Herbal infusions are the oldest form of medicine known to man. Very simply, an herbal infusion is what most of us consider to be a cup of tea. But really, an herbal infusion can be so much more! Herbal infusions provide medicine when we are sick, nourishment to our bodies, and can even boost our immune systems!
Here is what herbalist James Green has to say about herbal infusions:
The “inactive” constituents of a plant make up the fodder that feeds the probiotic organisms which render healthy digestion possible and constitute the substrata of the geography of our entire physical immune system.
These simple techniques [infusions] supply us with extracts that deliver not only the pharmacologically active components of an herb, but their nutritive components as well, along with the fodder that is used by beneficial intestinal flora to help us digest and assimilate all of this.
James Green, The Herbal Medicine-Maker’s Handbook
Benefits of Infusions
1. Quick and efficient
2. Increases hydration – increases water consumption
3. Prebiotic material
4. Heat maximizes diaphoretic effectiveness
5. Better option for long-term tonic effects
1. Some constituents are not soluble in water
2. Patient compliance – sometimes difficult to get the patient to drink enough herbal infusion
3. Dosage – difficult to determine if only part of the tea is consumed
4. Unpleasant taste of some herbs
5. Storing dried herbs – lose potency if not consumed in a timely manner
Herbal Infusion Methods
Using the folk method is generally desired when using tonic herbs over a long period of time or when making gentle infusions (ex. peppermint or chamomile) for children. Children sometimes have a difficult time drinking herbal infusions if they are too strong, therefore diluting them to a desirable strength will help increase consumption. The same goes for long-term tonic herbs. I may be able to chug down a strong infusion when I am sick, but I don’t want to have to do it everyday. I usually dilute my daily infusions and drink them throughout the day.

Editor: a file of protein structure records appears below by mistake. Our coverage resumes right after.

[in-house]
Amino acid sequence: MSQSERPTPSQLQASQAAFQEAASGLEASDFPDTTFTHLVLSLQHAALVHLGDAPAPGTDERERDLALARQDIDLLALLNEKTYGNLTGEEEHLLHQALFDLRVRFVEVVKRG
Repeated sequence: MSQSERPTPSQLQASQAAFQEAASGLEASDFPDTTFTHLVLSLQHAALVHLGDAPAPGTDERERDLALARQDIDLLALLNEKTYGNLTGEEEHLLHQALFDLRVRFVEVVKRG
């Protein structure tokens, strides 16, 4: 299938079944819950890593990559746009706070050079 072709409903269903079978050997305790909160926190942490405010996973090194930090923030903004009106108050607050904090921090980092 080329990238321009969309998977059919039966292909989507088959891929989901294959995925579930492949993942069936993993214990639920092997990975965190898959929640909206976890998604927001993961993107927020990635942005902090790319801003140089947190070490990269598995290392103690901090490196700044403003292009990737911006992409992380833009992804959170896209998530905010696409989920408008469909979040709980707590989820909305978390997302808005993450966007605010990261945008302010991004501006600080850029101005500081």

When making an herbal infusion using the folk method, simply estimate the amount of herbs needed (ex. spoonful), pour boiling water over the herbs, cover and steep 20-30 minutes. Strain the infusion and dilute with water as needed.
Using a more medicinal approach is sometimes desired when an exact dosage is desired, especially for stronger herbs. Using this method is not as critical in making infusions as it might be in tinctures, but there are still instances when knowing exactly how much herbs are in the infusion is helpful.
Generally, a 1:20 ratio of dried plant material to water (1 part herbs to 20 parts water) and a 1:10 ratio of fresh plant material to water are the standard infusion amounts. As an example, to make an infusion from dried chamomile, I would use 5 grams of chamomile flowers and 100 milliliters of water. If I were using fresh chamomile flowers, I would increase the amount of flowers to 10 grams.
Note: Some herbs require only a bit of herbal material to be effective, such as cayenne or many bitter herbs.
Hot water infusions are best suited for flowers, leaves, soft stems, some roots, and any herb containing volatile oils (the oils are dissipated in decoctions).
If making a hot infusion, pour boiling water over the herbs, cover to preserve volatile oils, and steep 20-30 minutes. Add additional water as needed to measure the original amount (100 ml).
A cold water infusion is used when the herbs have a high mucilaginous content such as slippery elm or when a long infusion time is desired. Cold water infusions can be made with the same amounts of herbs as hot water infusions, the only difference is the temperature of the water used.
The length of time cold water infusions are left to soak varies. Slippery elm can be used after 20-30 minutes. Cold water infusion can be left to infuse overnight though, especially for nourishing tonic infusions.
All unused herbal infusions should be stored in the refrigerator and used within 24 hours.
Reference: The Herbal Medicine-Maker’s Handbook by James Green